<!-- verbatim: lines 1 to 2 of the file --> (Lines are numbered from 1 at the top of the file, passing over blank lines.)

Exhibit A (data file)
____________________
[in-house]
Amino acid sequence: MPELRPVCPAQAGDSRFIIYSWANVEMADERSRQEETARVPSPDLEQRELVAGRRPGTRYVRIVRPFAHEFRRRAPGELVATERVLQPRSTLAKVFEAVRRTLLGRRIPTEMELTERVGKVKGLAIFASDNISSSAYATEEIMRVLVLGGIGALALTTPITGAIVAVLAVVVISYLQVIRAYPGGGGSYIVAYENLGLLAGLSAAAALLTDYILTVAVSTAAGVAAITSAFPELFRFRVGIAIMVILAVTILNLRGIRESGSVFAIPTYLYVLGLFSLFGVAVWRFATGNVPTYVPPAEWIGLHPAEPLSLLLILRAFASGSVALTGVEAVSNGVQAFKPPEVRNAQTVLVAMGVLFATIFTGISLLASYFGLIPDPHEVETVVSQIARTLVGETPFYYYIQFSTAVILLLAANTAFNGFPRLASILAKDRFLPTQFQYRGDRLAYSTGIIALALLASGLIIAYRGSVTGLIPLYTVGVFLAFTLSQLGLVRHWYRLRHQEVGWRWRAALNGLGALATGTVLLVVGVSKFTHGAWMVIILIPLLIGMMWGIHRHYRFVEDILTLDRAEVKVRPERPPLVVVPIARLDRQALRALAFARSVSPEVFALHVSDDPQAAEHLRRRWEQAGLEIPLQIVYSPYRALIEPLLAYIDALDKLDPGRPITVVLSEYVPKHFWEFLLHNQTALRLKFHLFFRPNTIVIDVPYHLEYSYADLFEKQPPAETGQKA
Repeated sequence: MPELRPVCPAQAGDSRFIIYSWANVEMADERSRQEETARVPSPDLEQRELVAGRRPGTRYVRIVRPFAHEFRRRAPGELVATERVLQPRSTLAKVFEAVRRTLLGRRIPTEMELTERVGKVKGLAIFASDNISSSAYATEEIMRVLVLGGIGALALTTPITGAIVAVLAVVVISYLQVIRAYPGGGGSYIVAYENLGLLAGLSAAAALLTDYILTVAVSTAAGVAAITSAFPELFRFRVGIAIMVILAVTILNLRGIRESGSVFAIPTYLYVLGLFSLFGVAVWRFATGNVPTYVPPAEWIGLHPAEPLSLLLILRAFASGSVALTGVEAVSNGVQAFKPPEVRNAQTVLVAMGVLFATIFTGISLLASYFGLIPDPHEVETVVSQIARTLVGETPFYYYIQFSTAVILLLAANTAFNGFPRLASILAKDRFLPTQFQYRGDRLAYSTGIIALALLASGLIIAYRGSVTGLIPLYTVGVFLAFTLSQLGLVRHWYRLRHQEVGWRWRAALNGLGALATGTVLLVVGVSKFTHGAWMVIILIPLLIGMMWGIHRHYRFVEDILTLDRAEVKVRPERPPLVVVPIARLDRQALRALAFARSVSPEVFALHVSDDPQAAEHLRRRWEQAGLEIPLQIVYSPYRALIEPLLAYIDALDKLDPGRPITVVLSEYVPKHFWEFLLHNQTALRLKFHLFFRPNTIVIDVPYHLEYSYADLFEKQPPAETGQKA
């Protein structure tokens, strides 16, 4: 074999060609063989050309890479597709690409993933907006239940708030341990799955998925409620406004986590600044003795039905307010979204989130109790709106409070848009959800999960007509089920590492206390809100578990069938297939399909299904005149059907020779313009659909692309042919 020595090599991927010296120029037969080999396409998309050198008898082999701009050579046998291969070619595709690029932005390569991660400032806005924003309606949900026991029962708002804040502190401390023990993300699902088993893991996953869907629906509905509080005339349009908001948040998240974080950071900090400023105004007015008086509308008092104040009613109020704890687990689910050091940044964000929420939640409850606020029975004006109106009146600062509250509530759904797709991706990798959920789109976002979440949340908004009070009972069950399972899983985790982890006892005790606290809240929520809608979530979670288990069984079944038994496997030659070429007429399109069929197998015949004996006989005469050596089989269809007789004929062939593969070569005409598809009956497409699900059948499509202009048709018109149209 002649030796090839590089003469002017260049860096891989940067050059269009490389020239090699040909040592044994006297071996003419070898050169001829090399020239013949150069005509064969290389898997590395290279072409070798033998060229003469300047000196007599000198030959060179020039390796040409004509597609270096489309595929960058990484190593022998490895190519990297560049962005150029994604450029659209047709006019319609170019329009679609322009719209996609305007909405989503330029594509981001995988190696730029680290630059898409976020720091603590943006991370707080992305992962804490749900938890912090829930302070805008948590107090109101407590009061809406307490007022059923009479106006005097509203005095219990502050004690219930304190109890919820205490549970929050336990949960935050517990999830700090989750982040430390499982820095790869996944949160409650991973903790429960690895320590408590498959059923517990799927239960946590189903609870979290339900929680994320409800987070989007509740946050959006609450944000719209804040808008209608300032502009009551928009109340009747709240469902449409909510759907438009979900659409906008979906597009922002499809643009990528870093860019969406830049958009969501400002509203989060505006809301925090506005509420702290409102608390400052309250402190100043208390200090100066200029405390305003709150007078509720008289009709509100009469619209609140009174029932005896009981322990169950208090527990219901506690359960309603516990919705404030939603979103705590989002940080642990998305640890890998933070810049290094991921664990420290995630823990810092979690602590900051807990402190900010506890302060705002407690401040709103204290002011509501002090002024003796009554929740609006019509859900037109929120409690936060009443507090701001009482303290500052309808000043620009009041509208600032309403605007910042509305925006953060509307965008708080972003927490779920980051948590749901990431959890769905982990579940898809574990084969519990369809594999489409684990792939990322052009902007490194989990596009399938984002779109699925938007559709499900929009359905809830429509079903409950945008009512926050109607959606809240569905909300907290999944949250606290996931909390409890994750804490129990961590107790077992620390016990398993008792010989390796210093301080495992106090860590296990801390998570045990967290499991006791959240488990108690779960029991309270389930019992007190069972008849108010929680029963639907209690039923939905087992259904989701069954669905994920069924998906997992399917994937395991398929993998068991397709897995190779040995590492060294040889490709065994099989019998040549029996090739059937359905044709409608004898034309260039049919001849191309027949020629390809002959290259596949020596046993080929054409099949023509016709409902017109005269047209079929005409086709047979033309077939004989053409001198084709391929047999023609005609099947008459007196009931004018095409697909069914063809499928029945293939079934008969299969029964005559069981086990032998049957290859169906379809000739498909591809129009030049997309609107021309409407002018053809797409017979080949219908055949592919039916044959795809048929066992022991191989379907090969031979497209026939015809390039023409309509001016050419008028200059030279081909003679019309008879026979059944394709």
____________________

[in-house]
Amino acid sequence: MPELRPVCPAQAGDSRFIIYSWANVEMADERSRQEETARVPSPDLEQRELVAGRRPGTRYVRIVRPFAHEFRRRAPGELVATERVLQPRSTLAKVFEAVRRTLLGRRIPTEMELTERVGKVKGLAIFASDNISSSAYATEEIMRVLVLGGIGALALTTPITGAIVAVLAVVVISYLQVIRAYPGGGGSYIVAYENLGLLAGLSAAAALLTDYILTVAVSTAAGVAAITSAFPELFRFRVGIAIMVILAVTILNLRGIRESGSVFAIPTYLYVLGLFSLFGVAVWRFATGNVPTYVPPAEWIGLHPAEPLSLLLILRAFASGSVALTGVEAVSNGVQAFKPPEVRNAQTVLVAMGVLFATIFTGISLLASYFGLIPDPHEVETVVSQIARTLVGETPFYYYIQFSTAVILLLAANTAFNGFPRLASILAKDRFLPTQFQYRGDRLAYSTGIIALALLASGLIIAYRGSVTGLIPLYTVGVFLAFTLSQLGLVRHWYRLRHQEVGWRWRAALNGLGALATGTVLLVVGVSKFTHGAWMVIILIPLLIGMMWGIHRHYRFVEDILTLDRAEVKVRPERPPLVVVPIARLDRQALRALAFARSVSPEVFALHVSDDPQAAEHLRRRWEQAGLEIPLQIVYSPYRALIEPLLAYIDALDKLDPGRPITVVLSEYVPKHFWEFLLHNQTALRLKFHLFFRPNTIVIDVPYHLEYSYADLFEKQPPAETGQKA